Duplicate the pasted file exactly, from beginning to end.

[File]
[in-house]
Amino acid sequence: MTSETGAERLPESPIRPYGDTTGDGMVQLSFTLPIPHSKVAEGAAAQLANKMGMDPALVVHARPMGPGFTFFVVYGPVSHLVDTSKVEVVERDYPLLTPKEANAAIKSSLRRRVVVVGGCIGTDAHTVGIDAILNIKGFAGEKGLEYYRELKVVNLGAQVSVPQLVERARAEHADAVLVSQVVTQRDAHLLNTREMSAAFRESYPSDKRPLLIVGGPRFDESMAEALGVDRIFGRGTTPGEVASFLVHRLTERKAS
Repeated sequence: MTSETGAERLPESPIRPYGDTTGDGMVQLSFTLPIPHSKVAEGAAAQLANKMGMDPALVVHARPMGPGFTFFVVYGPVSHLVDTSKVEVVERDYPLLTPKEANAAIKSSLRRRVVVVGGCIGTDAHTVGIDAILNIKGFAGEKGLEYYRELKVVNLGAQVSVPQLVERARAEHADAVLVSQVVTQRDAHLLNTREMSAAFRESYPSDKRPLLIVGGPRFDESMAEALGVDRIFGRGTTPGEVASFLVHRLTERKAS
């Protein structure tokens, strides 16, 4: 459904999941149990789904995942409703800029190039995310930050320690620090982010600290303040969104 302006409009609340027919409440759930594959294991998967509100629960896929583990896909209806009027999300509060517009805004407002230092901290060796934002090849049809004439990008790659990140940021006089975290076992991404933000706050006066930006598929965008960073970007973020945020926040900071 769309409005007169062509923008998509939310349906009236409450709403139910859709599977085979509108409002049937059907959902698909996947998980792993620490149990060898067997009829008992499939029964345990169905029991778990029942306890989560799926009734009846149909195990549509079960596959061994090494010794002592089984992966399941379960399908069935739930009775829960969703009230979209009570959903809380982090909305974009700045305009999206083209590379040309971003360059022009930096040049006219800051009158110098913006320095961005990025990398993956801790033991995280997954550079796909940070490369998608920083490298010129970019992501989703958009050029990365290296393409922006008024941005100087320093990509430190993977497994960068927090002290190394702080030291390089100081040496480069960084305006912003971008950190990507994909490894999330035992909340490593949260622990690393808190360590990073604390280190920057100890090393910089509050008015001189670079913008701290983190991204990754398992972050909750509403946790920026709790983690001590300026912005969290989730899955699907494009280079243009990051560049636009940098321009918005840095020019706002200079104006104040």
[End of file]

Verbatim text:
[in-house]
Amino acid sequence: MTSETGAERLPESPIRPYGDTTGDGMVQLSFTLPIPHSKVAEGAAAQLANKMGMDPALVVHARPMGPGFTFFVVYGPVSHLVDTSKVEVVERDYPLLTPKEANAAIKSSLRRRVVVVGGCIGTDAHTVGIDAILNIKGFAGEKGLEYYRELKVVNLGAQVSVPQLVERARAEHADAVLVSQVVTQRDAHLLNTREMSAAFRESYPSDKRPLLIVGGPRFDESMAEALGVDRIFGRGTTPGEVASFLVHRLTERKAS
Repeated sequence: MTSETGAERLPESPIRPYGDTTGDGMVQLSFTLPIPHSKVAEGAAAQLANKMGMDPALVVHARPMGPGFTFFVVYGPVSHLVDTSKVEVVERDYPLLTPKEANAAIKSSLRRRVVVVGGCIGTDAHTVGIDAILNIKGFAGEKGLEYYRELKVVNLGAQVSVPQLVERARAEHADAVLVSQVVTQRDAHLLNTREMSAAFRESYPSDKRPLLIVGGPRFDESMAEALGVDRIFGRGTTPGEVASFLVHRLTERKAS
């Protein structure tokens, strides 16, 4: 459904999941149990789904995942409703800029190039995310930050320690620090982010600290303040969104 302006409009609340027919409440759930594959294991998967509100629960896929583990896909209806009027999300509060517009805004407002230092901290060796934002090849049809004439990008790659990140940021006089975290076992991404933000706050006066930006598929965008960073970007973020945020926040900071 769309409005007169062509923008998509939310349906009236409450709403139910859709599977085979509108409002049937059907959902698909996947998980792993620490149990060898067997009829008992499939029964345990169905029991778990029942306890989560799926009734009846149909195990549509079960596959061994090494010794002592089984992966399941379960399908069935739930009775829960969703009230979209009570959903809380982090909305974009700045305009999206083209590379040309971003360059022009930096040049006219800051009158110098913006320095961005990025990398993956801790033991995280997954550079796909940070490369998608920083490298010129970019992501989703958009050029990365290296393409922006008024941005100087320093990509430190993977497994960068927090002290190394702080030291390089100081040496480069960084305006912003971008950190990507994909490894999330035992909340490593949260622990690393808190360590990073604390280190920057100890090393910089509050008015001189670079913008701290983190991204990754398992972050909750509403946790920026709790983690001590300026912005969290989730899955699907494009280079243009990051560049636009940098321009918005840095020019706002200079104006104040």